### Math Exam 2 Review. NOTE: For reviews of the other sections on Exam 2, refer to the first page of WIR #4 and #5.

Math 166 Spring 2007 c Heather Ramsey Page 1 Math 166 - Exam 2 Review NOTE: For reviews of the other sections on Exam 2, refer to the first page of WIR #4 and #5. Section 7.1 - Experiments, Sample Spaces,

### Math Exam 2 Review. NOTE: For reviews of the other sections on Exam 2, refer to the first page of WIR #4 and #5.

Math 166 Spring 2007 c Heather Ramsey Page 1 Math 166 - Exam 2 Review NOTE: For reviews of the other sections on Exam 2, refer to the first page of WIR #4 and #5. Section 7.1 - Experiments, Sample Spaces,

### Name: Class: Date: ID: A

Class: Date: Chapter 0 review. A lunch menu consists of different kinds of sandwiches, different kinds of soup, and 6 different drinks. How many choices are there for ordering a sandwich, a bowl of soup,

### 5.5 Conditional Probability

5.5 Conditional Probability YOU WILL NEED calculator EXPLORE Jackie plays on a volleyball team called the Giants. The Giants are in a round-robin tournament with five other teams. The teams that they will

### Grade 7/8 Math Circles February 25/26, Probability

Faculty of Mathematics Waterloo, Ontario N2L 3G1 Probability Grade 7/8 Math Circles February 25/26, 2014 Probability Centre for Education in Mathematics and Computing Probability is the study of how likely

### Probability. Probabilty Impossibe Unlikely Equally Likely Likely Certain

PROBABILITY Probability The likelihood or chance of an event occurring If an event is IMPOSSIBLE its probability is ZERO If an event is CERTAIN its probability is ONE So all probabilities lie between 0

### In how many ways can the letters of SEA be arranged? In how many ways can the letters of SEE be arranged?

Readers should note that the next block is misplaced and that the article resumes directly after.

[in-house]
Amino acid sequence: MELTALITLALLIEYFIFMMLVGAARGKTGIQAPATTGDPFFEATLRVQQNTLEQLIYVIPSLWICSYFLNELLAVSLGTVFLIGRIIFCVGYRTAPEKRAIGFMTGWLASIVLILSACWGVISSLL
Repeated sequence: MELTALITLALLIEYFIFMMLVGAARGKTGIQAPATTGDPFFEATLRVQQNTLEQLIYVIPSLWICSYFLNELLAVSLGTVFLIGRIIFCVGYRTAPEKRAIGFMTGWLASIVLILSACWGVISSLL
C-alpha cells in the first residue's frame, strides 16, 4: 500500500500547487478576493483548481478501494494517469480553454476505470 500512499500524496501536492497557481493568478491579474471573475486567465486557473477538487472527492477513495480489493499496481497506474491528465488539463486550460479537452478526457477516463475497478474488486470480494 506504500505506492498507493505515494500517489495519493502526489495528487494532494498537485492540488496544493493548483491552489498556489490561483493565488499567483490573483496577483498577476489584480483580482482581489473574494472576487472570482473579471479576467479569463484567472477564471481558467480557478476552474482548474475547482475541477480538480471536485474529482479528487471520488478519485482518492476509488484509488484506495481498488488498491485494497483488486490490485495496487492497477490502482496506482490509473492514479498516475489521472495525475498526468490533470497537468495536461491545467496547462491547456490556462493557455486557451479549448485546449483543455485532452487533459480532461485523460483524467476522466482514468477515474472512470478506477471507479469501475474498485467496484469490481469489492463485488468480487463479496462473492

-Pick up Quiz Review Handout by door -Turn to Packet p. 5-6 In how many ways can the letters of SEA be arranged? In how many ways can the letters of SEE be arranged? - Take Out Yesterday s Notes we ll

### Algebra II. Sets. Slide 1 / 241 Slide 2 / 241. Slide 4 / 241. Slide 3 / 241. Slide 6 / 241. Slide 5 / 241. Probability and Statistics

Slide 1 / 241 Slide 2 / 241 Algebra II Probability and Statistics 2016-01-15 www.njctl.org Slide 3 / 241 Slide 4 / 241 Table of Contents click on the topic to go to that section Sets Independence and Conditional

### The Teachers Circle Mar. 20, 2012 HOW TO GAMBLE IF YOU MUST (I ll bet you \$5 that if you give me \$10, I ll give you \$20.)

The Teachers Circle Mar. 2, 22 HOW TO GAMBLE IF YOU MUST (I ll bet you \$ that if you give me \$, I ll give you \$2.) Instructor: Paul Zeitz (zeitzp@usfca.edu) Basic Laws and Definitions of Probability If

### Section The Multiplication Principle and Permutations

Section 2.1 - The Multiplication Principle and Permutations Example 1: A yogurt shop has 4 flavors (chocolate, vanilla, strawberry, and blueberry) and three sizes (small, medium, and large). How many different

### Probability - Chapter 4

Probability - Chapter 4 In this chapter, you will learn about probability its meaning, how it is computed, and how to evaluate it in terms of the likelihood of an event actually happening. A cynical person

### Such a description is the basis for a probability model. Here is the basic vocabulary we use.

5.2.1 Probability Models When we toss a coin, we can t know the outcome in advance. What do we know? We are willing to say that the outcome will be either heads or tails. We believe that each of these

### , x {1, 2, k}, where k > 0. (a) Write down P(X = 2). (1) (b) Show that k = 3. (4) Find E(X). (2) (Total 7 marks)